parties to the proceeding." 14 M.R.S. § 5963
(2015). "The court may refuse to render or enter a
declaratory judgment or decree where such judgment or decree,
if rendered or entered, would not terminate the uncertainty
or controversy giving rise to the proceeding." 14 M.R.S.
§ 5958 (2015).
judgment in favor of the Plaintiff is inappropriate for a
number of reasons. First, Plaintiff filed a return of service
stating that the complaint and summons were served on HAC,
Charter #19890498F through the Maine Secretary of State
Bureau of Corporations. That foreign corporation, however,
ceased doing business in Maine in 2001, seven years before
the Dupiles entered into the Note and Mortgage.
Accordingly, it seems very unlikely that Plaintiff served the
even if Plaintiff had served the proper Defendant, a
declaratory judgment would not be appropriate because the
court cannot sufficiently ascertain whether there is a
controversy between the litigants. Berry, 322 A.2d
at 325. This is because Plaintiffs motion contends that the
parties named in the Complaint "claim or may
claim some right, title or interest in the premises adverse
to Plaintiffs estate . . . ." This problem is
exacerbated by the fact that Plaintiffs motion is unopposed
and certain entities, that may have previously held rights to
the Mortgage Deed, were not joined in the present action.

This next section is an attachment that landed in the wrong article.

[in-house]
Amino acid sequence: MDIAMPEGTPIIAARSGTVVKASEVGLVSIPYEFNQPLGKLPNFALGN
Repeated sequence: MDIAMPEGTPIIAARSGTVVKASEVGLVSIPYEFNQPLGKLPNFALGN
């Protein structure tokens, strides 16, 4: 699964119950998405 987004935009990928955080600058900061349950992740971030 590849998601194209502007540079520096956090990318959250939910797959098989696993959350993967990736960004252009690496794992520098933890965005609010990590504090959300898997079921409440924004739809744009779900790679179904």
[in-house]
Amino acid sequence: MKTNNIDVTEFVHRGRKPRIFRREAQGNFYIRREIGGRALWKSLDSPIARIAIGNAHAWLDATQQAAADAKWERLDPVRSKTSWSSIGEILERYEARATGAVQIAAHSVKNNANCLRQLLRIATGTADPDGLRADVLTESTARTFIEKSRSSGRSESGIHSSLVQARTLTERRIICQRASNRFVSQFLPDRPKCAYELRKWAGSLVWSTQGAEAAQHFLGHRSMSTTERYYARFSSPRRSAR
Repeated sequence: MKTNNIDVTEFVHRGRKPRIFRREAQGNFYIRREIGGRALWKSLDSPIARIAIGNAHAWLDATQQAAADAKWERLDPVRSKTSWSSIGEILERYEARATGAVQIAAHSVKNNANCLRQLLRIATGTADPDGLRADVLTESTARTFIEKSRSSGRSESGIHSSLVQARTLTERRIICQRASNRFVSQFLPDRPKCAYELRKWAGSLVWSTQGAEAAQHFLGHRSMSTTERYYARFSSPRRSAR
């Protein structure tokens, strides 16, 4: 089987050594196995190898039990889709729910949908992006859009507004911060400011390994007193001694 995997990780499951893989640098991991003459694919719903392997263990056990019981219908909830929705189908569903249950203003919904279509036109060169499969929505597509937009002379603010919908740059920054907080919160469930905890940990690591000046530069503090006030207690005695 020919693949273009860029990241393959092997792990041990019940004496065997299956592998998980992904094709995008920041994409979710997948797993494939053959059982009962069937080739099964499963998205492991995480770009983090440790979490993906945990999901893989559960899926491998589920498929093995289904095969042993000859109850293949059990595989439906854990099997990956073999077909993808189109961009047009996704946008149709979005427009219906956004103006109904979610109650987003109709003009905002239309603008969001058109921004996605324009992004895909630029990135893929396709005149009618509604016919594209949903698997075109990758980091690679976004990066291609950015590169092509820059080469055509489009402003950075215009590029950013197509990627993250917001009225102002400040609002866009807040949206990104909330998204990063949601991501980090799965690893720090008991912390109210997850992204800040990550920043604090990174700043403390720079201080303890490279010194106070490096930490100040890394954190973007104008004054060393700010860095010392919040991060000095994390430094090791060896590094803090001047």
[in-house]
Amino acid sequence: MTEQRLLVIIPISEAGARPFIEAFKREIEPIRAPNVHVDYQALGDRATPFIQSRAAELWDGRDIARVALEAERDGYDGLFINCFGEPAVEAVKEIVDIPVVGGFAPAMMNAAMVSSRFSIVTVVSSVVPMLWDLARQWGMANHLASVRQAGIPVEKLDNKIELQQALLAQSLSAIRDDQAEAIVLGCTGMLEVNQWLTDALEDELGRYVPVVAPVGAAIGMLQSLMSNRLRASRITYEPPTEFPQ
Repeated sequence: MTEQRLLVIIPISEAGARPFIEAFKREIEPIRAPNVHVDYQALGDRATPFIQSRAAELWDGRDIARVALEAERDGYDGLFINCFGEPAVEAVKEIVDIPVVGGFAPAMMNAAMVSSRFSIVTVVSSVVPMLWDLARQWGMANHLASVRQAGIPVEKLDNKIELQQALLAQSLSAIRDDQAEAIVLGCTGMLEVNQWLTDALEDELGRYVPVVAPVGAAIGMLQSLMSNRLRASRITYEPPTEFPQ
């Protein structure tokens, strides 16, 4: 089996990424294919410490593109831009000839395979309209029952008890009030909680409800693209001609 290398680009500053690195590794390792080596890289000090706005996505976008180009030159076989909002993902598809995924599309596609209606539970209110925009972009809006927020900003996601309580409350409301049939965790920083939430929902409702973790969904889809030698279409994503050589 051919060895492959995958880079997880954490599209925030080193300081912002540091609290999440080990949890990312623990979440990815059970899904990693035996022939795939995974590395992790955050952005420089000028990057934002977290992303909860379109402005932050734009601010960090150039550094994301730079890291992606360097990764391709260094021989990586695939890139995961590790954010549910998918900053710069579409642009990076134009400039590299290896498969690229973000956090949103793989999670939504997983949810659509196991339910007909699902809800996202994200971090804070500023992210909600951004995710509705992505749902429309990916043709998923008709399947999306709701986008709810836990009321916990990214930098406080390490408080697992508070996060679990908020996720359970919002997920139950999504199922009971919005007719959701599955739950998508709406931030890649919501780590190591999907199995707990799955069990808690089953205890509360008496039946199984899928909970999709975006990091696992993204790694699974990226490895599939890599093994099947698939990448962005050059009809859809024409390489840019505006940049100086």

a reaffirmation of the assignments at issue in the present
case would also be a declaration of the rights of MERS, Chase
Home Finance LLC, and the Secretary of HUD to assign the
mortgage at issue. Chase Home Finance LLC and the Secretary
of HUD, however, are not parties to this action, thereby
rendering a declaratory judgment improper. See 14
M.R.S. § 5963; Bank of Am., N.A. v. Metro Mortg.
Co., 2015 Me. Super. LEXIS 14, at *3 (Jan. 29, 2015)
(denying plaintiffs request for default judgment in
declaratory judgment action in part because plaintiff had
failed to join necessary parties); Horton & McGehee,
Maine Civil Remedies § 3-3(d)(2) at 50 (4th ed.
2004) ("a declaration of rights may properly be refused
when persons whose interests would be affected are not
addition, a declaratory judgment-even against the proper
Defendant- as to whether Plaintiff owns the mortgage would
not necessarily remove any uncertainty as to ownership of the
mortgage. If the court were to declare that Plaintiff does
not own the Mortgage, Chase Home Finance LLC and the
Secretary of HUD would remain free to litigate whether they
instead owned the mortgage. 14 M.R.S. § 5958;
Bourgeois v. Sprague, 358 A.2d 521, 522 (Me. 1976)
(M.R. Civ. P. 19 applied to declaratory judgment actions); 2
Harvey Maine Civil Practice § 19:1 at 558 (3d
ed. 2011) (M.R. Civ. P. 19 protects parties by ensuring
issues will not be relitigated).
procedural rules must be followed, especially in matters
involving mortgage foreclosure. See JPMorgan Chase Bank
v. Harp,2011 ME 5, ¶ 15, 10 A.3d 718. M.R. Civ. P.
55(b)(2), addressing default judgments, authorizes the court
to conduct a hearing the court deems necessary and proper
"to establish the truth of any averment by
evidence." Here, even if the foregoing deficiencies were
not present, the court would have required a hearing to
establish the truth of Plaintiffs averments. For instance,
while the Complaint and Motion purport to attach true and
correct copies of the Note, Mortgage Deed, and ...